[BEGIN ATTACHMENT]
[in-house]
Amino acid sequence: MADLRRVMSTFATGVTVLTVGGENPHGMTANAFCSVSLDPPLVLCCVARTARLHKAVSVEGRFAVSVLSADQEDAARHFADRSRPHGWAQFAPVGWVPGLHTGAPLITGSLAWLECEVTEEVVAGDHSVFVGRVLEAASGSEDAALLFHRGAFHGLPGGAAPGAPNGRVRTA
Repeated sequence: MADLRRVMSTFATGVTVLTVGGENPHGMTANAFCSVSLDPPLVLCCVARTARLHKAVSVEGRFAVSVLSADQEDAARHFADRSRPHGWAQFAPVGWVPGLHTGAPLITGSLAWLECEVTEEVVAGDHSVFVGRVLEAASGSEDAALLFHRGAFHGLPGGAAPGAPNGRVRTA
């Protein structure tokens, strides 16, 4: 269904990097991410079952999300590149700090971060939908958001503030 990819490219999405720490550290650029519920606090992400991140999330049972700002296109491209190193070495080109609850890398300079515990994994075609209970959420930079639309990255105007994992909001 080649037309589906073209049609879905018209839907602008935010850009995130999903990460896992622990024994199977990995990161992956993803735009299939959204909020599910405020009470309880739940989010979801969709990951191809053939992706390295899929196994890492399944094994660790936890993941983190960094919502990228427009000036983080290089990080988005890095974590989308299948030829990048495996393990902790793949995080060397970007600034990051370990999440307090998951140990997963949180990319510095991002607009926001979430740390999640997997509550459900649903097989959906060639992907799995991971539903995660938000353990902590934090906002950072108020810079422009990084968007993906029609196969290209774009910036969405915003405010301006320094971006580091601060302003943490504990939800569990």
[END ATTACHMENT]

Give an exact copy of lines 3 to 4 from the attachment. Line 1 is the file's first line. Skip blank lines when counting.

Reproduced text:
Repeated sequence: MADLRRVMSTFATGVTVLTVGGENPHGMTANAFCSVSLDPPLVLCCVARTARLHKAVSVEGRFAVSVLSADQEDAARHFADRSRPHGWAQFAPVGWVPGLHTGAPLITGSLAWLECEVTEEVVAGDHSVFVGRVLEAASGSEDAALLFHRGAFHGLPGGAAPGAPNGRVRTA
């Protein structure tokens, strides 16, 4: 269904990097991410079952999300590149700090971060939908958001503030 990819490219999405720490550290650029519920606090992400991140999330049972700002296109491209190193070495080109609850890398300079515990994994075609209970959420930079639309990255105007994992909001 080649037309589906073209049609879905018209839907602008935010850009995130999903990460896992622990024994199977990995990161992956993803735009299939959204909020599910405020009470309880739940989010979801969709990951191809053939992706390295899929196994890492399944094994660790936890993941983190960094919502990228427009000036983080290089990080988005890095974590989308299948030829990048495996393990902790793949995080060397970007600034990051370990999440307090998951140990997963949180990319510095991002607009926001979430740390999640997997509550459900649903097989959906060639992907799995991971539903995660938000353990902590934090906002950072108020810079422009990084968007993906029609196969290209774009910036969405915003405010301006320094971006580091601060302003943490504990939800569990």